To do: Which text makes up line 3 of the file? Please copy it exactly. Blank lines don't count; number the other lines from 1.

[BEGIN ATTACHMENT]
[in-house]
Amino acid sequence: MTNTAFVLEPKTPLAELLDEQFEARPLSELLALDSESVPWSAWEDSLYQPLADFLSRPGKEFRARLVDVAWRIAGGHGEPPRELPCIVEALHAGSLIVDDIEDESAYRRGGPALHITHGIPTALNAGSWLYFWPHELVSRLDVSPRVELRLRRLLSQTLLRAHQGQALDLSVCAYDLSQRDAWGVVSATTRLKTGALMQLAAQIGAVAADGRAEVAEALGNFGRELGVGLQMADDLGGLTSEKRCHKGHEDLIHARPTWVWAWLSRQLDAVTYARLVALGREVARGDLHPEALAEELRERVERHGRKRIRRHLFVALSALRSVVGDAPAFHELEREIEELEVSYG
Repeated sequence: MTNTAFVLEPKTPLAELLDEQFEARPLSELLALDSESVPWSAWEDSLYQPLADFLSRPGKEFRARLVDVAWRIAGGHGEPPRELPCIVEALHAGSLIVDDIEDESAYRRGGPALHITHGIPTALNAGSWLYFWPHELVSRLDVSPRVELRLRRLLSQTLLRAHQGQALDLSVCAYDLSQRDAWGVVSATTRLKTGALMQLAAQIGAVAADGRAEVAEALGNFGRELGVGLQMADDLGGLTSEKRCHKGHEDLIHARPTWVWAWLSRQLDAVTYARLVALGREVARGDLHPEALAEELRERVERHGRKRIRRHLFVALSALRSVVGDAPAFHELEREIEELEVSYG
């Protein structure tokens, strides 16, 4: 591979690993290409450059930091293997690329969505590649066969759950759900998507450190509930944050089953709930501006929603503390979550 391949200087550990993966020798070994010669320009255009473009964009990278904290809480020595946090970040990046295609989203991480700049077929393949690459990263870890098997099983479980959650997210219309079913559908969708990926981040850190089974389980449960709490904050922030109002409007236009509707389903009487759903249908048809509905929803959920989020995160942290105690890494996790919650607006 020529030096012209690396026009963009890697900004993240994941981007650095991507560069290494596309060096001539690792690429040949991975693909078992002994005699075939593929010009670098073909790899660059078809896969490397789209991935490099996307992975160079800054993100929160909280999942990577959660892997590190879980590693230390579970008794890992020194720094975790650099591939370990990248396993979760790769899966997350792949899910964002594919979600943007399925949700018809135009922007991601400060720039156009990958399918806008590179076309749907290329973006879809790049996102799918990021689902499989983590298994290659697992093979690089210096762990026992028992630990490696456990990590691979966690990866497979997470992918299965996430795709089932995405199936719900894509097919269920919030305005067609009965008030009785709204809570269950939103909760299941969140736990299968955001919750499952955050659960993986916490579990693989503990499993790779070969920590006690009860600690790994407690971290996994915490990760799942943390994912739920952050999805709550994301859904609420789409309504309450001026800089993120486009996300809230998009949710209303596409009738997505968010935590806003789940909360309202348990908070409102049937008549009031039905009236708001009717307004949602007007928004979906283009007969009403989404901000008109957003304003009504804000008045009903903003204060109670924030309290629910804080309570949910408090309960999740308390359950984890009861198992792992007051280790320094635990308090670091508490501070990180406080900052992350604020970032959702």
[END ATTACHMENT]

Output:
Repeated sequence: MTNTAFVLEPKTPLAELLDEQFEARPLSELLALDSESVPWSAWEDSLYQPLADFLSRPGKEFRARLVDVAWRIAGGHGEPPRELPCIVEALHAGSLIVDDIEDESAYRRGGPALHITHGIPTALNAGSWLYFWPHELVSRLDVSPRVELRLRRLLSQTLLRAHQGQALDLSVCAYDLSQRDAWGVVSATTRLKTGALMQLAAQIGAVAADGRAEVAEALGNFGRELGVGLQMADDLGGLTSEKRCHKGHEDLIHARPTWVWAWLSRQLDAVTYARLVALGREVARGDLHPEALAEELRERVERHGRKRIRRHLFVALSALRSVVGDAPAFHELEREIEELEVSYG